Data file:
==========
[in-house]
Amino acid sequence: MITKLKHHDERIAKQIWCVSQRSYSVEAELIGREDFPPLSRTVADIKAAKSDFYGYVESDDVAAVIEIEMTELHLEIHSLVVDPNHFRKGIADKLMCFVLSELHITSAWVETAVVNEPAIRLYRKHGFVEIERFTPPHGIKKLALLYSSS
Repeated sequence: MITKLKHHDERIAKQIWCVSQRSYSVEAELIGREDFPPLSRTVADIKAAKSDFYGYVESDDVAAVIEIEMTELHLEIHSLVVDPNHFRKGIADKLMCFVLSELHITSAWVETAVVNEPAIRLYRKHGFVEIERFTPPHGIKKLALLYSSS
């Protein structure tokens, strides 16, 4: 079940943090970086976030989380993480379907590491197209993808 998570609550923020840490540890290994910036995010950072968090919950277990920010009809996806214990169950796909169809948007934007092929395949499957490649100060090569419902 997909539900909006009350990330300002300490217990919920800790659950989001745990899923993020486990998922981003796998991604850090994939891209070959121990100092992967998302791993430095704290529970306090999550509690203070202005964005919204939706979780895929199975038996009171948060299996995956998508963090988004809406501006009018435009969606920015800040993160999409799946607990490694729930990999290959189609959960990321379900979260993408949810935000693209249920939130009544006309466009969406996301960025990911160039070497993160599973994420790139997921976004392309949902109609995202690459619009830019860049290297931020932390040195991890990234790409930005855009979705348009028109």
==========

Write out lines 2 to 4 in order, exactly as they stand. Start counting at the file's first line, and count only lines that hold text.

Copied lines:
Amino acid sequence: MITKLKHHDERIAKQIWCVSQRSYSVEAELIGREDFPPLSRTVADIKAAKSDFYGYVESDDVAAVIEIEMTELHLEIHSLVVDPNHFRKGIADKLMCFVLSELHITSAWVETAVVNEPAIRLYRKHGFVEIERFTPPHGIKKLALLYSSS
Repeated sequence: MITKLKHHDERIAKQIWCVSQRSYSVEAELIGREDFPPLSRTVADIKAAKSDFYGYVESDDVAAVIEIEMTELHLEIHSLVVDPNHFRKGIADKLMCFVLSELHITSAWVETAVVNEPAIRLYRKHGFVEIERFTPPHGIKKLALLYSSS
């Protein structure tokens, strides 16, 4: 079940943090970086976030989380993480379907590491197209993808 998570609550923020840490540890290994910036995010950072968090919950277990920010009809996806214990169950796909169809948007934007092929395949499957490649100060090569419902 997909539900909006009350990330300002300490217990919920800790659950989001745990899923993020486990998922981003796998991604850090994939891209070959121990100092992967998302791993430095704290529970306090999550509690203070202005964005919204939706979780895929199975038996009171948060299996995956998508963090988004809406501006009018435009969606920015800040993160999409799946607990490694729930990999290959189609959960990321379900979260993408949810935000693209249920939130009544006309466009969406996301960025990911160039070497993160599973994420790139997921976004392309949902109609995202690459619009830019860049290297931020932390040195991890990234790409930005855009979705348009028109």